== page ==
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KOROLYOV, Moscow Region, January 25 (Itar-Tass) — A scientific microsatellite, the Chibis-M, for the study of air discharges, was launched into an operational orbit early Wednesday by means of the resupply spacecraft Progress which had undocked from the International Space Station on Tuesday. The microsatellite has already begun to operate in a standard mode, an official at the Flight Control Center told Itar-Tass.
The Chibis-M is designed to perform a new geophysical experiment, the Microsatellite, which provides for a comprehesive study of the physical processes evolving during atmospheric air discharges within a broad range of energies, from radio-frequency to gamma rays.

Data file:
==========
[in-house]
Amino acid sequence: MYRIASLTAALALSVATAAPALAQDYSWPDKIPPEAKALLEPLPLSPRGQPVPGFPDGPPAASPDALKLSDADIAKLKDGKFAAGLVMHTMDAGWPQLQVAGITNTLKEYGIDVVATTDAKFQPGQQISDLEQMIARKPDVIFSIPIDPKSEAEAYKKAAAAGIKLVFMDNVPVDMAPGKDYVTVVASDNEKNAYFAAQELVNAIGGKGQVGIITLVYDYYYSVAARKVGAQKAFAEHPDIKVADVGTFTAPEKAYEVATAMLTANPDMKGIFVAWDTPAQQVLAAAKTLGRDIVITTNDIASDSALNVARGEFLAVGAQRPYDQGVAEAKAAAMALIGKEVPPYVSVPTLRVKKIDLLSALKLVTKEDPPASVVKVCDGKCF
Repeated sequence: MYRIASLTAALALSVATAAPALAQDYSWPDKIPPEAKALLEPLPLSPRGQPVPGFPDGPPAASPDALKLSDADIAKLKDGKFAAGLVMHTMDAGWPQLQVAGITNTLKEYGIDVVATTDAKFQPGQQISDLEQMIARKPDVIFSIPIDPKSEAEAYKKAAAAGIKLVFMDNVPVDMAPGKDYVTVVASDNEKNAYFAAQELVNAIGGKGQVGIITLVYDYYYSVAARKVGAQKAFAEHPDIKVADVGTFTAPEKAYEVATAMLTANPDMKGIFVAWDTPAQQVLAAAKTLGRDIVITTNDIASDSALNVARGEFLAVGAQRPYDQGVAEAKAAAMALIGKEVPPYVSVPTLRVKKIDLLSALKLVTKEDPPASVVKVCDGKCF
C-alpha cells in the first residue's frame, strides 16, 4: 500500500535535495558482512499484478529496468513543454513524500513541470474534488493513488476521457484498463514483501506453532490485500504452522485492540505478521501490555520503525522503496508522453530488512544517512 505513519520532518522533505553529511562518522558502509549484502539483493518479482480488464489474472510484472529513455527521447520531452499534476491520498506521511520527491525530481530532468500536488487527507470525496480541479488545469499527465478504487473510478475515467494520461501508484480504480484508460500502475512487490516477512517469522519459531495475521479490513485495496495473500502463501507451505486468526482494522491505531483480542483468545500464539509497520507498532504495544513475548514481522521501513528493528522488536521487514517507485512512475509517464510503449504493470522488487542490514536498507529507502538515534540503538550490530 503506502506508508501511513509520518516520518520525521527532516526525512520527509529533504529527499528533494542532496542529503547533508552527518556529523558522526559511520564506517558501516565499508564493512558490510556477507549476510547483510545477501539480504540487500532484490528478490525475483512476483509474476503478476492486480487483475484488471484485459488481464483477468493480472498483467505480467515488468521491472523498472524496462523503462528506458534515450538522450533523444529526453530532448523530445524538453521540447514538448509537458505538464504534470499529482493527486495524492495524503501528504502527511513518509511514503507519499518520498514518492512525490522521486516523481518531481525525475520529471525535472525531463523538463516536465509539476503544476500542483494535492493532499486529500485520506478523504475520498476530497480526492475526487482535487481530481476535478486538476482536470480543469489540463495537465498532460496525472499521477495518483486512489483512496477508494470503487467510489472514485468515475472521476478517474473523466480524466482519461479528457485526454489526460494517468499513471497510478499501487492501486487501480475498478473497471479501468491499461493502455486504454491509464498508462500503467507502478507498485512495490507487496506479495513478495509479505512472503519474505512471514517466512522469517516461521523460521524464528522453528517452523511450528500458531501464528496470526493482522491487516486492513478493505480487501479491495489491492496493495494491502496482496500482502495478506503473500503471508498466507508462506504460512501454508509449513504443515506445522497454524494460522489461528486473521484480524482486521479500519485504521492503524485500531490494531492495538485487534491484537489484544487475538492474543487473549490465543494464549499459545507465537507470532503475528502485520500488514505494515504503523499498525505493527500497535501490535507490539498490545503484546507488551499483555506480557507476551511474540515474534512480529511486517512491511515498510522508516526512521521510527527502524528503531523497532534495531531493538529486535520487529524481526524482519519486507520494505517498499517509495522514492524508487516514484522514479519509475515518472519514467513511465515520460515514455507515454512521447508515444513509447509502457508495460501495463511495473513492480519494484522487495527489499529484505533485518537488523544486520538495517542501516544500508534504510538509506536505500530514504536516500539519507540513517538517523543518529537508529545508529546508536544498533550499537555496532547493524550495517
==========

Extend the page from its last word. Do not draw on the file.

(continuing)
The weight of the microsatellite is 40 kg and that of scientific equipment on board is about 12 kg. The microsatellite has been developed by researchers from the Space Research Institute of the Russian Academy of Sciences, and the Lebedev Physics Institute. The equipment includes an X-ray gamma detector, an ultraviolet detector, a radio frequency anslyzer, a digital optical range camera, as well as a set of plasma-wave instrurments.
The period of active work of the Chibis-M in orbit, according to scientists' forecasts, is to be not less than two years.
The Progress M-13M spacecraft is to descend from orbit later Wednesday and splash down in an assigned area of the Pacific.